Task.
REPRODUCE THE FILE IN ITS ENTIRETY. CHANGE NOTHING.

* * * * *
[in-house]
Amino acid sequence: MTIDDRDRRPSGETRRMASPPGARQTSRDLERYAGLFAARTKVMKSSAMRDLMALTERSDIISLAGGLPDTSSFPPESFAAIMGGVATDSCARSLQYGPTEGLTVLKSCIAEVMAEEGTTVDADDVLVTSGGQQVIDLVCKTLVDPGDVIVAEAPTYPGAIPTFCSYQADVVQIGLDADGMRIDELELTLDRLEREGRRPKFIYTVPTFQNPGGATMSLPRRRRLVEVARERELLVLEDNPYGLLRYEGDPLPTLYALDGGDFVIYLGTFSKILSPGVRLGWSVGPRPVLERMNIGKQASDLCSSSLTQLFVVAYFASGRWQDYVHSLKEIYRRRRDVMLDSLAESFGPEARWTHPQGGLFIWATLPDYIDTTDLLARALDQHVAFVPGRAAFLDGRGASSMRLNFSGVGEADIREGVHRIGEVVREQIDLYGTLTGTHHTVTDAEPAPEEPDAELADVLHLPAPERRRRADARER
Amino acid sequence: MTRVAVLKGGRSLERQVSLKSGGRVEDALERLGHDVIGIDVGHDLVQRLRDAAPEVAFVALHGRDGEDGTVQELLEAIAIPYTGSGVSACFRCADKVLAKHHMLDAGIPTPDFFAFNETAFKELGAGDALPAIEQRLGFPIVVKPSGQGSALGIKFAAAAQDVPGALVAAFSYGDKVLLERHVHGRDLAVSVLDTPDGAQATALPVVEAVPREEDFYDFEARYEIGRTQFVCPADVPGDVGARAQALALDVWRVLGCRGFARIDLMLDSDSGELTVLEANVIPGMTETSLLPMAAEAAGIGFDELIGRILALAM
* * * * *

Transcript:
[in-house]
Amino acid sequence: MTIDDRDRRPSGETRRMASPPGARQTSRDLERYAGLFAARTKVMKSSAMRDLMALTERSDIISLAGGLPDTSSFPPESFAAIMGGVATDSCARSLQYGPTEGLTVLKSCIAEVMAEEGTTVDADDVLVTSGGQQVIDLVCKTLVDPGDVIVAEAPTYPGAIPTFCSYQADVVQIGLDADGMRIDELELTLDRLEREGRRPKFIYTVPTFQNPGGATMSLPRRRRLVEVARERELLVLEDNPYGLLRYEGDPLPTLYALDGGDFVIYLGTFSKILSPGVRLGWSVGPRPVLERMNIGKQASDLCSSSLTQLFVVAYFASGRWQDYVHSLKEIYRRRRDVMLDSLAESFGPEARWTHPQGGLFIWATLPDYIDTTDLLARALDQHVAFVPGRAAFLDGRGASSMRLNFSGVGEADIREGVHRIGEVVREQIDLYGTLTGTHHTVTDAEPAPEEPDAELADVLHLPAPERRRRADARER
Amino acid sequence: MTRVAVLKGGRSLERQVSLKSGGRVEDALERLGHDVIGIDVGHDLVQRLRDAAPEVAFVALHGRDGEDGTVQELLEAIAIPYTGSGVSACFRCADKVLAKHHMLDAGIPTPDFFAFNETAFKELGAGDALPAIEQRLGFPIVVKPSGQGSALGIKFAAAAQDVPGALVAAFSYGDKVLLERHVHGRDLAVSVLDTPDGAQATALPVVEAVPREEDFYDFEARYEIGRTQFVCPADVPGDVGARAQALALDVWRVLGCRGFARIDLMLDSDSGELTVLEANVIPGMTETSLLPMAAEAAGIGFDELIGRILALAM